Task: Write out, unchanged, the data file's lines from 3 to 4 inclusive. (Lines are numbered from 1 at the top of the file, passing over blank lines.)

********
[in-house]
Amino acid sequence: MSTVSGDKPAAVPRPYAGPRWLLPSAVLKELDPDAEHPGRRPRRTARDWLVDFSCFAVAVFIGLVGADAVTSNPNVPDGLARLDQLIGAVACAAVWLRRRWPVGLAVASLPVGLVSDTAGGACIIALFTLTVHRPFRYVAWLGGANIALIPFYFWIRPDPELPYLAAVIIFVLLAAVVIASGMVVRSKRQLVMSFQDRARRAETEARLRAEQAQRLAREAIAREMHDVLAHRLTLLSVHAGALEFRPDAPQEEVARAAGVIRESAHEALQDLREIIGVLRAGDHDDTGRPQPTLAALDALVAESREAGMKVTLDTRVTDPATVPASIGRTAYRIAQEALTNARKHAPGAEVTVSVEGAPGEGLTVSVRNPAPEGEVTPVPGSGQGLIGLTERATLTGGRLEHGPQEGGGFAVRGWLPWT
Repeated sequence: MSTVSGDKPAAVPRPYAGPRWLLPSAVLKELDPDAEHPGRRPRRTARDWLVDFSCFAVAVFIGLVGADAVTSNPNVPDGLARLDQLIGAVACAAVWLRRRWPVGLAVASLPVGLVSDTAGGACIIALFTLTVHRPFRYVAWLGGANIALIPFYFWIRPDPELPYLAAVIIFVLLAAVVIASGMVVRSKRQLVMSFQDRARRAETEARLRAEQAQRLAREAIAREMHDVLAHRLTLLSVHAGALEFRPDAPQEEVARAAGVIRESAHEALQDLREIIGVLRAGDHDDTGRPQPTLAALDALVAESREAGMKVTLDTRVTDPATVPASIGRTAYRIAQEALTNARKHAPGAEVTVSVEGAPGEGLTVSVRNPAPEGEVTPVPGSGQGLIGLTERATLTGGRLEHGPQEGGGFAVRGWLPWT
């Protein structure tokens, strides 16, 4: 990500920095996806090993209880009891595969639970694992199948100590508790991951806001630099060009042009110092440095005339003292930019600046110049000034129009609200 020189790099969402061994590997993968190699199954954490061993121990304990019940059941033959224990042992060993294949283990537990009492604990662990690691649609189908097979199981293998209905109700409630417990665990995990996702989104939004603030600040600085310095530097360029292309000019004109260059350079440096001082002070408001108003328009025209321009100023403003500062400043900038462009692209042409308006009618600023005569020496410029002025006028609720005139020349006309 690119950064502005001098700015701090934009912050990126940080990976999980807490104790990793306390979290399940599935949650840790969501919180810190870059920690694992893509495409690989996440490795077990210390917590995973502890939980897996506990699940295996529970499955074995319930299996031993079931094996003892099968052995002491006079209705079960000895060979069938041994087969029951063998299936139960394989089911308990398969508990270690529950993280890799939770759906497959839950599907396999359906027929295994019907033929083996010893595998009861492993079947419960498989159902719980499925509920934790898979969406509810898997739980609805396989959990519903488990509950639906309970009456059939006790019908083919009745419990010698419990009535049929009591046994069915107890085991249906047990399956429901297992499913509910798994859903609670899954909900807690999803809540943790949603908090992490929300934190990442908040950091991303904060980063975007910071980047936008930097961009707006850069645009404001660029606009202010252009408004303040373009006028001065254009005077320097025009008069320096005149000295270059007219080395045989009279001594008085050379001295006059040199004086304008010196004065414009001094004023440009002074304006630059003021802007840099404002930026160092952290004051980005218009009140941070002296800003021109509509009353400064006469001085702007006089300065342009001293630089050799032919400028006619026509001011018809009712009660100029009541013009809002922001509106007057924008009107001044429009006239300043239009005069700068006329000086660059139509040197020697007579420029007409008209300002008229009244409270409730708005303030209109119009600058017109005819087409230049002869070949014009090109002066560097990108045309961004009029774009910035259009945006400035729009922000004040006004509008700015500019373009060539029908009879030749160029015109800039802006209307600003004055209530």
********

Repeated sequence: MSTVSGDKPAAVPRPYAGPRWLLPSAVLKELDPDAEHPGRRPRRTARDWLVDFSCFAVAVFIGLVGADAVTSNPNVPDGLARLDQLIGAVACAAVWLRRRWPVGLAVASLPVGLVSDTAGGACIIALFTLTVHRPFRYVAWLGGANIALIPFYFWIRPDPELPYLAAVIIFVLLAAVVIASGMVVRSKRQLVMSFQDRARRAETEARLRAEQAQRLAREAIAREMHDVLAHRLTLLSVHAGALEFRPDAPQEEVARAAGVIRESAHEALQDLREIIGVLRAGDHDDTGRPQPTLAALDALVAESREAGMKVTLDTRVTDPATVPASIGRTAYRIAQEALTNARKHAPGAEVTVSVEGAPGEGLTVSVRNPAPEGEVTPVPGSGQGLIGLTERATLTGGRLEHGPQEGGGFAVRGWLPWT
């Protein structure tokens, strides 16, 4: 990500920095996806090993209880009891595969639970694992199948100590508790991951806001630099060009042009110092440095005339003292930019600046110049000034129009609200 020189790099969402061994590997993968190699199954954490061993121990304990019940059941033959224990042992060993294949283990537990009492604990662990690691649609189908097979199981293998209905109700409630417990665990995990996702989104939004603030600040600085310095530097360029292309000019004109260059350079440096001082002070408001108003328009025209321009100023403003500062400043900038462009692209042409308006009618600023005569020496410029002025006028609720005139020349006309 690119950064502005001098700015701090934009912050990126940080990976999980807490104790990793306390979290399940599935949650840790969501919180810190870059920690694992893509495409690989996440490795077990210390917590995973502890939980897996506990699940295996529970499955074995319930299996031993079931094996003892099968052995002491006079209705079960000895060979069938041994087969029951063998299936139960394989089911308990398969508990270690529950993280890799939770759906497959839950599907396999359906027929295994019907033929083996010893595998009861492993079947419960498989159902719980499925509920934790898979969406509810898997739980609805396989959990519903488990509950639906309970009456059939006790019908083919009745419990010698419990009535049929009591046994069915107890085991249906047990399956429901297992499913509910798994859903609670899954909900807690999803809540943790949603908090992490929300934190990442908040950091991303904060980063975007910071980047936008930097961009707006850069645009404001660029606009202010252009408004303040373009006028001065254009005077320097025009008069320096005149000295270059007219080395045989009279001594008085050379001295006059040199004086304008010196004065414009001094004023440009002074304006630059003021802007840099404002930026160092952290004051980005218009009140941070002296800003021109509509009353400064006469001085702007006089300065342009001293630089050799032919400028006619026509001011018809009712009660100029009541013009809002922001509106007057924008009107001044429009006239300043239009005069700068006329000086660059139509040197020697007579420029007409008209300002008229009244409270409730708005303030209109119009600058017109005819087409230049002869070949014009090109002066560097990108045309961004009029774009910035259009945006400035729009922000004040006004509008700015500019373009060539029908009879030749160029015109800039802006209307600003004055209530």